* Investors fear debt limit decision will be tied to budget
* S&P 500 on track for ninth loss in past 11 sessions
* Growth in the U.S. service sector slows last month
* Indexes down: Dow 1.2 pct, S&P 1.4 pct, Nasdaq 1.6 pct
By Julia Edwards
NEW YORK, Oct 3 U.S. stocks fell on Thursday as
a partial U.S. government shutdown entered its third day, with
investors growing concerned that the budget stalemate will
become intertwined with a coming deadline to raise the debt
Weaker-than-expected growth in the U.S. service sector also
added to the negative tone. The government closure has had a
limited effect on markets thus far, but the impact is gathering
a bit of strength as concerns over raising the U.S. borrowing
authority have risen.
The three major indexes fell more than 1 percent.
The situation in Washington has pressured equities, with the
S&P 500 having dropped in nine of the past 11 sessions.
All 10 S&P sectors fell, with industrial names among
the hardest hit. Boeing Co fell 2.5 percent to $115.33.
President Barack Obama met with Republican and Democratic
leaders in Congress late Wednesday to try to break the budget
deadlock, but no breakthrough seems to be in sight. Markets took
a turn for the worse after Obama, in a speech, reiterated that
he would not meet Republican demands in exchange for operating
The Treasury has said the United States will exhaust its
borrowing authority no later than Oct. 17. If no deal is reached
on raising the debt ceiling, the United States could default on
"What's happened in Washington? Nothing. When people are
uncertain about what's going to happen, they sell first and ask
questions later," said Michael James, managing director of
equity trading at Wedbush Securities in Los Angeles.
"I think the feeling on Tuesday was, 'OK the government's
shut down, but they're going to do soemthing in a day or two.'
Now we're in day three, and people are getting both a little
concerned and annoyed."
The Dow Jones industrial average was down 182.12
points, or 1.20 percent, at 14,951.02. The Standard & Poor's 500
Index was down 22.87 points, or 1.35 percent, at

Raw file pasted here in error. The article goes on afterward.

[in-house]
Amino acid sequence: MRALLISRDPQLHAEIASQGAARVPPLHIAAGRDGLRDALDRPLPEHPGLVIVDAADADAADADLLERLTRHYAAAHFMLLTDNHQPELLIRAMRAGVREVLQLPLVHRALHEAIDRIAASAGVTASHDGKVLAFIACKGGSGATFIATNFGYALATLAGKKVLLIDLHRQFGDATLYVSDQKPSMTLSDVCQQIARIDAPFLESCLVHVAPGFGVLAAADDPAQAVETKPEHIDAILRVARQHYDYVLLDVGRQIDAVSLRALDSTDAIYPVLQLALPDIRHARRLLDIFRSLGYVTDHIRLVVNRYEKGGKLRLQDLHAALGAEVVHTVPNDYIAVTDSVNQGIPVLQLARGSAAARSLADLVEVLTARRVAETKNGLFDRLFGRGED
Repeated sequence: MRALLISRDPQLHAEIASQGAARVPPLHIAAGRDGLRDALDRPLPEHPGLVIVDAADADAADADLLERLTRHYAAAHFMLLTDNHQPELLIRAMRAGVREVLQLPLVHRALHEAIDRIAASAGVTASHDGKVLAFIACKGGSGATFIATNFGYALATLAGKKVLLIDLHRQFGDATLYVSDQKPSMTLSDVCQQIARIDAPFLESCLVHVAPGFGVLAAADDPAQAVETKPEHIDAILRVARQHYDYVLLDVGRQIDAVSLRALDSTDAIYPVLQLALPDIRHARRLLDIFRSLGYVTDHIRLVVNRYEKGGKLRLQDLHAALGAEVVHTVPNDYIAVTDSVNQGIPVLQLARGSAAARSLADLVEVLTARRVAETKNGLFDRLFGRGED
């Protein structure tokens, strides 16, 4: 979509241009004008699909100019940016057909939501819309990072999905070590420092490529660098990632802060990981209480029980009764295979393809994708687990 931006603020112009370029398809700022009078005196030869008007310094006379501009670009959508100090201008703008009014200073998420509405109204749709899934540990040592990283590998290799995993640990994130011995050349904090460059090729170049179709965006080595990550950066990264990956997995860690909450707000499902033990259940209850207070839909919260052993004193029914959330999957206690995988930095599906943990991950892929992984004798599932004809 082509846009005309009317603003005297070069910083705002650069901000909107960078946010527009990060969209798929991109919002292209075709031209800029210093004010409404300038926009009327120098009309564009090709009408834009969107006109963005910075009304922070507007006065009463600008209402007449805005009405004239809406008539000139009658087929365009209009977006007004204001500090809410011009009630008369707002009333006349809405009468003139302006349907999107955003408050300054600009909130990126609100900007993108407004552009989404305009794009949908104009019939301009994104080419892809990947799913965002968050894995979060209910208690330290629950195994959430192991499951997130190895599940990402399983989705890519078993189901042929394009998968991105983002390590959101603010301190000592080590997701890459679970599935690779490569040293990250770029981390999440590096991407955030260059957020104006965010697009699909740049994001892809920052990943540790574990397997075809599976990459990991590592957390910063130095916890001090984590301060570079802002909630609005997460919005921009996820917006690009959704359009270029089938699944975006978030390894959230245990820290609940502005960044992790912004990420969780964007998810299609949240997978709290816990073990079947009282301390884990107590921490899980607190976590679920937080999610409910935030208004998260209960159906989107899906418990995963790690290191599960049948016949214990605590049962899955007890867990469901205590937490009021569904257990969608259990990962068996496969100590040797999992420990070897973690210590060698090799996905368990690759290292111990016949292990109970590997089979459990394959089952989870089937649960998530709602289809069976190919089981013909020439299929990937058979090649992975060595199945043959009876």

1,671.00. The Nasdaq Composite Index was down 60.13
points, or 1.58 percent, at 3,754.89
The CBOE Volatility Index, the market's favored
indicator of Wall Street anxiety, rose 11 percent to 18.44.
The S&P 500 broke below its 50-day moving average of
1,679.88. The moving average represents a measure of the
near-term trend in the market. Once the index falls convincingly
below the 50-day moving average, investors often will sell
Goldman Sachs estimated on Wednesday a short-term shutdown
would slow U.S. economic growth by about 0.2 percentage point,
while a weeks-long disruption could shave 0.4 percentage point
off growth, as furloughed workers trim personal spending.
The weakest sectors Thursday were utilities and industrials.
Utilities are generally heavy debt issuers, and Warren West,
principal at Greentree Brokerage Services in Philadelphia, noted
that their borrowing costs are vulnerable if rates rise.
"When you think that people on Capitol Hill might just lose
their minds and push us over the cliff, are very
vulnerable," said West.
"If there's a crisis in the debt markets because we weren't
able to get a resolution on the debt ceiling, our borrowing
costs are going to go up dramatically."
The utilities sector was down 1.4 percent. Exelon
Corp lost 1.9 percent.
Growth in the U.S. service sector cooled last month to 54.4
after approaching an eight-year high of 58.6 in August,
according to the Institute for Supply Management's September
Tesla Motors Co shares fell 4.38 percent to $172.84
after an automotive blog published images of a Model S electric
sedan in flames after an accident.